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Hardware recommendation
rusch
PostPosted: 11 November 2008 - 16:37:45 (734)  Reply with quote
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For those of you who have, or are looking to acquire, hardware: this is your thread.

Owners - or users - of hardware, please recommend us your favourite units, along with the reasons you love them, areas of application, pros and cons, etc. The more detail, the better.

Potential buyers, consider this a place to read up on pieces you may or may not have considered. Please refrain from posting questions regarding units not yet recommended by users; questions in relation to already recommended hardware is of course welcome. Please browse the thread in full to see if your question has already been covered, so as to avoid any clutter.

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Tommie
PostPosted: 11 November 2008 - 16:40:59 (736)  Reply with quote
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Sticky!

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djandymac
PostPosted: 20 November 2008 - 16:27:03 (727)  Reply with quote
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Novation remote 25 sl with automap universal. great for the sequencer mixer and vst control happy
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Watts
PostPosted: 10 December 2008 - 19:57:58 (873)  Reply with quote
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The JP-8080:

Synonymous with the word "supersaw", the JP-8080 is a rack mountable version of Roland's JP-8000 and is an ideal choice for those with little studio space looking to get into (or expand on) subtractive synthesis techniques.

All of the envelopes on the JP-8080 use sliders instead of knobs, and in my opinion, this is easier to visualize the shape and helps one predict what the outcome may be (most of patch design is going to be based on serendipity).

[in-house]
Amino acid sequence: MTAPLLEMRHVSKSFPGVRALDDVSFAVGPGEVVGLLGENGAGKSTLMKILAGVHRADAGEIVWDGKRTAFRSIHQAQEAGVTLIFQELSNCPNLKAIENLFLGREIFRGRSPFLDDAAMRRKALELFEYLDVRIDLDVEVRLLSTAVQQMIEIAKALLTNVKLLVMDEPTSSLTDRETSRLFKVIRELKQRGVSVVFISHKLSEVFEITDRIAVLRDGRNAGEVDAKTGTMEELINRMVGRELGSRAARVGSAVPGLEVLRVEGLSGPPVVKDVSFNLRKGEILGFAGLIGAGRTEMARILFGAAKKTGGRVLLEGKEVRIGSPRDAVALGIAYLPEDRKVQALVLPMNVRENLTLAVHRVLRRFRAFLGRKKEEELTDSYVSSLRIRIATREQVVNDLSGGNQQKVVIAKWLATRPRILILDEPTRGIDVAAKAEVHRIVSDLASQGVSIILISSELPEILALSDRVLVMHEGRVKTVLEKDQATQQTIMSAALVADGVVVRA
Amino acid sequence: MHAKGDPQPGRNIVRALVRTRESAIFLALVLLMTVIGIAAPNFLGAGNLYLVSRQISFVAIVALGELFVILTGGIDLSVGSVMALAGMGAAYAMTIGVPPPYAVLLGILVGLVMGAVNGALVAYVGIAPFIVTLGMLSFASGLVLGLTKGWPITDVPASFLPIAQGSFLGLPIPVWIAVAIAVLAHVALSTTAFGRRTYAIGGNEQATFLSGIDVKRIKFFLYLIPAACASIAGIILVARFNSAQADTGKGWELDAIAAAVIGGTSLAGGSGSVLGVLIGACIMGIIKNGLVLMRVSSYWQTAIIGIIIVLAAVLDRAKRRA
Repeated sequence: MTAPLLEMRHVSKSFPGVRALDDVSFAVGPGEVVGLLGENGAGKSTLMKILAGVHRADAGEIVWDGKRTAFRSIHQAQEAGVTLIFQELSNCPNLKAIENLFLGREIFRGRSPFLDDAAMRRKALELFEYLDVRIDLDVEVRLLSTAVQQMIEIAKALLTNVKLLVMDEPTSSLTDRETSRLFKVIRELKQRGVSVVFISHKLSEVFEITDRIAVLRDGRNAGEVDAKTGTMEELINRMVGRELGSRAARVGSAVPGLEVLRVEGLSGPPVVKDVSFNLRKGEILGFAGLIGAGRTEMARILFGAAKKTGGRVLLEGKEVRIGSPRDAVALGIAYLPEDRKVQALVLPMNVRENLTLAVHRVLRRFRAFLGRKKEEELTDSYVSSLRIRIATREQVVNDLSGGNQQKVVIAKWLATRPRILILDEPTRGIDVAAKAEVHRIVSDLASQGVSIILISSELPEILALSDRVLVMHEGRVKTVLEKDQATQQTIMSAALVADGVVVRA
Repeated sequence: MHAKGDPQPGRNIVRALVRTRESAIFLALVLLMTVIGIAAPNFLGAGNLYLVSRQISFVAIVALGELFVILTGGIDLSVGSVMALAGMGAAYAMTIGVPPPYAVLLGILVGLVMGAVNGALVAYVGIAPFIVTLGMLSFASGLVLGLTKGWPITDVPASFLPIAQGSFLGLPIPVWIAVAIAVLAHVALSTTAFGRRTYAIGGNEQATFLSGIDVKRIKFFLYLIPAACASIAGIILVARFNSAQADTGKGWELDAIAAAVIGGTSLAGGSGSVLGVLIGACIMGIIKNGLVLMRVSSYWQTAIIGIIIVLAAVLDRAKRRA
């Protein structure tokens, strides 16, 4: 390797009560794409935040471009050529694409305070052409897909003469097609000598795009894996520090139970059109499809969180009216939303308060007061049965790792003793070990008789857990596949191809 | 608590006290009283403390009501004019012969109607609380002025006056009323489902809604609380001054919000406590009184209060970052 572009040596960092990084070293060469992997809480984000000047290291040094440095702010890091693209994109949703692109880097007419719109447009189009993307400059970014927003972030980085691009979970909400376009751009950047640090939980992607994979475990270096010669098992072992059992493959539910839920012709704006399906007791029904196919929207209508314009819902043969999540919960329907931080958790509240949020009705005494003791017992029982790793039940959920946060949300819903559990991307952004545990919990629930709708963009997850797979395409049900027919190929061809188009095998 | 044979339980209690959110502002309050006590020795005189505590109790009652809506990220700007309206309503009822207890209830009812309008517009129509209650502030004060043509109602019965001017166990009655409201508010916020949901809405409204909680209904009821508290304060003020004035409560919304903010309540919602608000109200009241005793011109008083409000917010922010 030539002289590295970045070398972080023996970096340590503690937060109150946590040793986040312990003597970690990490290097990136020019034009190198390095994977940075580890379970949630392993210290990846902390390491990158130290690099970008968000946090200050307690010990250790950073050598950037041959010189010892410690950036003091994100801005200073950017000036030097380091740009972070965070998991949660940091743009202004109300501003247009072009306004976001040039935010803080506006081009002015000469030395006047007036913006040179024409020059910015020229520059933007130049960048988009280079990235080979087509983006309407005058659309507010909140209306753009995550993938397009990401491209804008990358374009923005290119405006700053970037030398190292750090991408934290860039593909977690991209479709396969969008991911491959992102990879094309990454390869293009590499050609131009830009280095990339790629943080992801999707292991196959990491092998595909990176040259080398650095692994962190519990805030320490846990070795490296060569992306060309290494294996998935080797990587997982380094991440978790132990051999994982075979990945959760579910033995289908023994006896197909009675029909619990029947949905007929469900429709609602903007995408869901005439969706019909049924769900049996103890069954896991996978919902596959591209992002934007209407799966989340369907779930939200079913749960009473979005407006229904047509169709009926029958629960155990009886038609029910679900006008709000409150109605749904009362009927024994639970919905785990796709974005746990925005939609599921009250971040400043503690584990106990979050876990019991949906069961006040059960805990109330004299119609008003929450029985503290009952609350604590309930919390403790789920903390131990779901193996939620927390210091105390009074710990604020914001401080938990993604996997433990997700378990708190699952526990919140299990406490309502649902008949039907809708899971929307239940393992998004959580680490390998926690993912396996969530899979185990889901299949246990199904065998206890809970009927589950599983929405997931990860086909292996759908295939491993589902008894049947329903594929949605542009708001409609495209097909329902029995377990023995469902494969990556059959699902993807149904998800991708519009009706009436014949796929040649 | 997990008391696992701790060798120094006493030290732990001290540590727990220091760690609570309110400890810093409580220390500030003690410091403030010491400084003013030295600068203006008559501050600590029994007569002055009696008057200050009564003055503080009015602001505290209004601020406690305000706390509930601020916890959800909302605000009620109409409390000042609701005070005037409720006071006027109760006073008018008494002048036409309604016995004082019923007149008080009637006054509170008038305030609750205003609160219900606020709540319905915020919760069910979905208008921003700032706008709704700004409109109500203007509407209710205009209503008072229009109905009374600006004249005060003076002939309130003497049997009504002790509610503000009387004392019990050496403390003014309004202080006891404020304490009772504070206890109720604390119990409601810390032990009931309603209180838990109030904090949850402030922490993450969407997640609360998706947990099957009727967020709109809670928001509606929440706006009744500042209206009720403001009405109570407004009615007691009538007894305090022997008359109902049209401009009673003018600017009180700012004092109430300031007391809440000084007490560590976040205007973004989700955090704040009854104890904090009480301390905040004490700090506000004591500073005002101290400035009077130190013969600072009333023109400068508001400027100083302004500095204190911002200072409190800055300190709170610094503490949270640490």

The synth comes with two oscillators -- osc 1 has six shapes (one is a feedback oscillator) and a noise generator; osc2 has has three shapes and a noise generator. LFOs can be routed to these oscillators, filters and certain waveshape PWMs; however, that is pretty much the extent of the JP-8080's modulation abilities (excluding the option to feed in external audio for the vocoder and a second LFO for the mod-wheel).

Sounds that can be had from the JP-8080 are reminiscent of old Junos and JXs as well as new sounds that are only possible due to its DSP technologies. My major qualm while working with this synth is it does not remember the position of the knobs and sliders when a new patch is initialized. This is extremely frustrating since I design all my patches from the ground up whenever starting on a new track -- only backing them up via SysEx to recall for previous projects. And if I hit a patch up, down, or recall button by mistake, most of that work is lost and needs to be recreated. A way around this, though, is to put the JP-8080 in preview mode as this mode turns the patch bank buttons into a keyboard (extremely useful for tapping out a few notes to see what the current patch sounds like). Patches cannot be accessed until the JP-8080 taken out of preview mode.

Considering its age (excusing it a bit from the lack of modulation options and the problem with patch initialization), the JP-8080 is a great piece of hardware that is not too complicated for a beginner to get a handle on subtractive synthesis and expressive enough for a pro to not feel limited.
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MindSeeker
PostPosted: 30 December 2008 - 12:45:31 (573)  Reply with quote
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djandymac wrote:
Novation remote 25 sl with automap universal. great for the sequencer mixer and vst control happy
i have the remote 37 sl...amazing piece of equip. Used to have lots of synths, but this baby is great with software and dont require lots of space.



If i would recommend a synth the choice would be moog little fatty its real analog mono with the warmest sound ive ever heard. tried it for an hour at the store. wow! A moog for the people.



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JayB
PostPosted: 06 March 2009 - 04:00:36 (208)  Reply with quote
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Yamaha AN1x

One of the first virtual analog synths, but with an amazing sound quality. Very fast envelope curves, crisp filters, no aliasing. Good for analog sounding basses, pikes, leads and bells (FM and ringmod!).
Not too good for pads though, as the polyphony is limited to 10 notes and decreases when using unisono mode.

Sound Examples
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Korg X5D

Digital synth form middle 90s. Not typical for trance music, as the presets are rather made for 90s pop and rock.
Great for warm and cold pads and alternative sounds. Also SuperSaw sounds are possible with some tweaking.
Not good for basses and plucks, as the sound is too digital and the envelope cuves aren't quick enough.

Sound Examples

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Euphorbia
PostPosted: 21 March 2009 - 05:02:02 (251)  Reply with quote